SAN FRANCISCO – The new-look WGC-Cadillac Match Play clung to an old modus operandi on Wednesday.
For all the tinkering – new format, new venue, new sponsor – the basic blueprint was unchanged on Day 1, which is to say the status quo remains irrelevant at the PGA Tour’s only individual match-play outing.
Put another way, betting chalk at the Match Play can be costly.
Consider that seven of the day’s first nine matches went to the lower-ranked player and that when the final putt dropped past 10 p.m. on the East Coast things had only gotten slightly better for the favored, with 13 of 32 matches going to the lower seed on Day 1.
It’s always been the axiom at the Match Play, which defies the pathological desire in sports to clearly define favorite and underdog. This, however, is no NCAA tournament, where Cinderella stories are the stock in trade.
In golf, parity isn’t measured by ranking points, not when it comes to the big league’s only head-to-head tilt.
The best example of this came when Henrik Stenson became the highest-ranked player (No. 3) to drop his Day 1 match, a 19-hole bout that went to John Senden; while No. 67 Ben Martin, the lowest-ranked player in the field, edged Matt Kuchar, 1 up, thanks to a timely hole-in-one at the 17th hole.
“When you’re playing the best 64 players in the world it’s not like you’ll have an easy match,” Martin said.
Even Jason Day, No. 7 in the world and this week’s defending champion, wasn’t immune to match play’s capricious ways, dropping his opening game to No. 50 Charley Hoffman, 4 and 3.
“There were a ton of upsets already from what I’ve seen,” Day said. “Again, no one’s a favorite here in formats like this. You really have to go out and win that match and try and get through to the next round. There’s obviously favorites, but you have to be cautious about it.”
What was supposed to be different this year was the urgency that comes with the old one-and-done format previously used at the World Golf Championship.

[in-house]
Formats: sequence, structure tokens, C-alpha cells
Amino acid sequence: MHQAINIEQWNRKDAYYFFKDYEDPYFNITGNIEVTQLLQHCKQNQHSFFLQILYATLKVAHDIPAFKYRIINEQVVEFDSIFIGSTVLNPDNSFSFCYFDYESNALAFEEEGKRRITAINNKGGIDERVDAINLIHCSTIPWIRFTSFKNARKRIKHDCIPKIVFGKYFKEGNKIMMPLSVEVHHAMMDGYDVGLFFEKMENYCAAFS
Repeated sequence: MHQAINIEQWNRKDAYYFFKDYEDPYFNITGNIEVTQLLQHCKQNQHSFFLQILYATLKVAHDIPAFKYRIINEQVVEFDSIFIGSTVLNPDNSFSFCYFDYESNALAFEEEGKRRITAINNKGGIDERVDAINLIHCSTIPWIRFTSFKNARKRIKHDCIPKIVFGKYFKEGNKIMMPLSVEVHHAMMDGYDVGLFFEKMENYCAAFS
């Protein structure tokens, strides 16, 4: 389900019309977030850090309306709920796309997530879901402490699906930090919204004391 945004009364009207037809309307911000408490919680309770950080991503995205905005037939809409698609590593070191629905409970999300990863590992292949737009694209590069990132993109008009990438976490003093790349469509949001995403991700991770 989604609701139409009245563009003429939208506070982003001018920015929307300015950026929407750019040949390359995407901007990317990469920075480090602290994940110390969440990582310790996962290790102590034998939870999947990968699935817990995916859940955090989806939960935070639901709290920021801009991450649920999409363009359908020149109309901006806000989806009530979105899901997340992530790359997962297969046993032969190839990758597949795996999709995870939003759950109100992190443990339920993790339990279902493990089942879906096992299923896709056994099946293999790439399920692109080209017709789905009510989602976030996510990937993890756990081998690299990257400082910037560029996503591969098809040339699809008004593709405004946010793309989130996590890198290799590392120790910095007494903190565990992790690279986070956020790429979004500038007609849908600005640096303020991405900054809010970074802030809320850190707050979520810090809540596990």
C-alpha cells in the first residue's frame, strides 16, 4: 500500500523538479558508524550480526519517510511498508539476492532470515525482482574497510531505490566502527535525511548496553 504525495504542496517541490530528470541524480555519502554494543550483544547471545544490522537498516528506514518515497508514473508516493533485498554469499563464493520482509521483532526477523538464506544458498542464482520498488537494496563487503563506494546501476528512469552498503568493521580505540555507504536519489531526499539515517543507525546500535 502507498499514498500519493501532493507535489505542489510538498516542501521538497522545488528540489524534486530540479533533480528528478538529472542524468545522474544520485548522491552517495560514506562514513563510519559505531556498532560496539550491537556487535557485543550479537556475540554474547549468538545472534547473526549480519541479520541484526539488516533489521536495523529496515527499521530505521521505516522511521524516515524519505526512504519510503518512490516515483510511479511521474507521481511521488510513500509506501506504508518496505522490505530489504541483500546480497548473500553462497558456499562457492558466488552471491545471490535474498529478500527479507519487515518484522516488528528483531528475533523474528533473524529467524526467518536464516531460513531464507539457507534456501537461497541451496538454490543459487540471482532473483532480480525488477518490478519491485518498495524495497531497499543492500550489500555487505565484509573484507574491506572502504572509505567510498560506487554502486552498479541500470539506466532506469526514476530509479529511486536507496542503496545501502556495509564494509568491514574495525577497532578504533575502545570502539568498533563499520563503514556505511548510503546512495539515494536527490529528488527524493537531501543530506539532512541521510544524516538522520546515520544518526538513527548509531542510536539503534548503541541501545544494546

Officials changed the format this year to allow for three days of round-robin play, similar to the World Cup, which would assure at least three days of play for all 64.
But as players began doing the math and figuring the various permutations, the liberation of round-robin play began to clear like the marine layer that blanketed Harding Park earlier this week.
Etched into the faces of many of those who ended up on the wrong side of the win/loss column on Wednesday was a much different reality. Although they weren’t packing for a flight out of town, as has been the case for the last 16 years, first-round losers now face two days of diminishing returns.
Consider Justin Rose’s plight. The Englishman dropped a 3-and-2 decision to Marc Leishman on Wednesday and will likely need to win his next two group matches – on Thursday he plays Anirban Lahiri, who won, and Ryan Palmer, who lost to Lahiri, on Day 3 – and will need some help from Leishman if he’s going to make it to Saturday’s Sweet 16.
“You're definitely swimming upstream if you lose that first match,” said Rory McIlroy, who easily defeated Jason Dufner, 5 and 4. “You lose that first one, and it is tough because all of a sudden you're not in control of your own destiny. You're looking at the other guys in your pool and seeing what they're doing, and you're not fully focused on yourself.”
Of course, that doesn’t mean that Friday’s round will be perfunctory. McIlroy’s victory combined with Billy Horschel’s 5-and-4 triumph over Brandt Snedeker sets the stage for a potential Day 3 showdown between the world No. 1 and the reigning FedEx Cup champion. If both players make it to Friday undefeated it would be a compelling match to decide who advances.
But then it seems just as likely that there will be more than a few players who will have already booked a tee time on Saturday at Harding Park before Day 3 play begins.
Martin, for instance, on Thursday will play Hunter Mahan, who easily beat Stephen Gallacher (7 and 6). If Martin, who would be the NCAA equivalent of Weber State in this tournament, beats Mahan he’s assured a spot in the Sweet 16, making Friday’s match a glorified practice round.
But as this tournament proves on an annual basis there are no upsets in professional golf at this level, regardless of the name on the standard or his status in the world ranking.
The new lesson on Wednesday that players and fans were quickly learning was that round-robin play is not the forgiving mulligan many may have thought.